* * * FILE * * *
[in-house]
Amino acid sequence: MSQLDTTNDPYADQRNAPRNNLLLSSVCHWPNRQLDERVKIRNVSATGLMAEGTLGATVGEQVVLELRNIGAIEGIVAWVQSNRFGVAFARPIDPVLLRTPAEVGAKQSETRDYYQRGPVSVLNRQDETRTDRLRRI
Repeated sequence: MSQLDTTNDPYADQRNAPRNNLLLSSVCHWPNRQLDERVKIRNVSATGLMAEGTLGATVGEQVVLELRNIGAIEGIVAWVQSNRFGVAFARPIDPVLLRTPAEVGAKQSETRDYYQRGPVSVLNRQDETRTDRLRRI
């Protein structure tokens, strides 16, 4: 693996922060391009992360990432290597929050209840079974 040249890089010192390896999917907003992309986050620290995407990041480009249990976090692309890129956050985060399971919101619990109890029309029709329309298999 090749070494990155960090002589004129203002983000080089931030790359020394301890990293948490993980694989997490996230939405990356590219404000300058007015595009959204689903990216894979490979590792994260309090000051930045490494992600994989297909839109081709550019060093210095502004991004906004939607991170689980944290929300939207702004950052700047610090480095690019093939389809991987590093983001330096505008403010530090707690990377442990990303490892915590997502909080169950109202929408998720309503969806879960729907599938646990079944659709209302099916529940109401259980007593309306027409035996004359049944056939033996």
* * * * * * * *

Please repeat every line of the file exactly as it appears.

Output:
[in-house]
Amino acid sequence: MSQLDTTNDPYADQRNAPRNNLLLSSVCHWPNRQLDERVKIRNVSATGLMAEGTLGATVGEQVVLELRNIGAIEGIVAWVQSNRFGVAFARPIDPVLLRTPAEVGAKQSETRDYYQRGPVSVLNRQDETRTDRLRRI
Repeated sequence: MSQLDTTNDPYADQRNAPRNNLLLSSVCHWPNRQLDERVKIRNVSATGLMAEGTLGATVGEQVVLELRNIGAIEGIVAWVQSNRFGVAFARPIDPVLLRTPAEVGAKQSETRDYYQRGPVSVLNRQDETRTDRLRRI
């Protein structure tokens, strides 16, 4: 693996922060391009992360990432290597929050209840079974 040249890089010192390896999917907003992309986050620290995407990041480009249990976090692309890129956050985060399971919101619990109890029309029709329309298999 090749070494990155960090002589004129203002983000080089931030790359020394301890990293948490993980694989997490996230939405990356590219404000300058007015595009959204689903990216894979490979590792994260309090000051930045490494992600994989297909839109081709550019060093210095502004991004906004939607991170689980944290929300939207702004950052700047610090480095690019093939389809991987590093983001330096505008403010530090707690990377442990990303490892915590997502909080169950109202929408998720309503969806879960729907599938646990079944659709209302099916529940109401259980007593309306027409035996004359049944056939033996």